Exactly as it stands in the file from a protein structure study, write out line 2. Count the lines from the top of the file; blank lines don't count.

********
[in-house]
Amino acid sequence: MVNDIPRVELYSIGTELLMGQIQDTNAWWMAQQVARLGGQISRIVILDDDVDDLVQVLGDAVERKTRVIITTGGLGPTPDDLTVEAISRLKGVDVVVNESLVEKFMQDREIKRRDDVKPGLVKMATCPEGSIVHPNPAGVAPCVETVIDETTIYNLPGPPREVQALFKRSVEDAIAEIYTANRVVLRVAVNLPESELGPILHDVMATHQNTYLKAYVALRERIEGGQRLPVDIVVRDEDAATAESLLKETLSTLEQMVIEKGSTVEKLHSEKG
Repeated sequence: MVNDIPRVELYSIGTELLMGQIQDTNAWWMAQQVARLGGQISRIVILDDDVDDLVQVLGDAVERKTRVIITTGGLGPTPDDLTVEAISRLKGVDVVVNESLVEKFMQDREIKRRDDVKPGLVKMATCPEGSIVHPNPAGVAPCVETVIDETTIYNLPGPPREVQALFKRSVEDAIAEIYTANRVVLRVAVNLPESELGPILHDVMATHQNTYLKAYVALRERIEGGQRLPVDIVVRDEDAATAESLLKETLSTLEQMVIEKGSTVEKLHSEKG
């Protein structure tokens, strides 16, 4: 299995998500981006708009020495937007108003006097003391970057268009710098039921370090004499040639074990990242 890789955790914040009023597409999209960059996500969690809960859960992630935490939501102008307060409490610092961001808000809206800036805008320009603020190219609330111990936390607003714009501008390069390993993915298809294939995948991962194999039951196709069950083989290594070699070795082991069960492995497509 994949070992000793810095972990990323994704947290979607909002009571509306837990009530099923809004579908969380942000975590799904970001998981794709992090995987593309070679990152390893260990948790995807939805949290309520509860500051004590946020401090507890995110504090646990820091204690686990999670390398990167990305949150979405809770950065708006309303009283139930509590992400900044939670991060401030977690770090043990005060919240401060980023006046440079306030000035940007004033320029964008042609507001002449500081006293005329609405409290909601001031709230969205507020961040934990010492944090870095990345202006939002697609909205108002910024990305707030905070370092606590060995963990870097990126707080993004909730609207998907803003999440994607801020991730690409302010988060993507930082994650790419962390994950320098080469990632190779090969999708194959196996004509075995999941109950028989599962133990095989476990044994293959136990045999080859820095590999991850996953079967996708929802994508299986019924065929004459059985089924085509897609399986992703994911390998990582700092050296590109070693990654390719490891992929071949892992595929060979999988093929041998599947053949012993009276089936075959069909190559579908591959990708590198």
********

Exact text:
Amino acid sequence: MVNDIPRVELYSIGTELLMGQIQDTNAWWMAQQVARLGGQISRIVILDDDVDDLVQVLGDAVERKTRVIITTGGLGPTPDDLTVEAISRLKGVDVVVNESLVEKFMQDREIKRRDDVKPGLVKMATCPEGSIVHPNPAGVAPCVETVIDETTIYNLPGPPREVQALFKRSVEDAIAEIYTANRVVLRVAVNLPESELGPILHDVMATHQNTYLKAYVALRERIEGGQRLPVDIVVRDEDAATAESLLKETLSTLEQMVIEKGSTVEKLHSEKG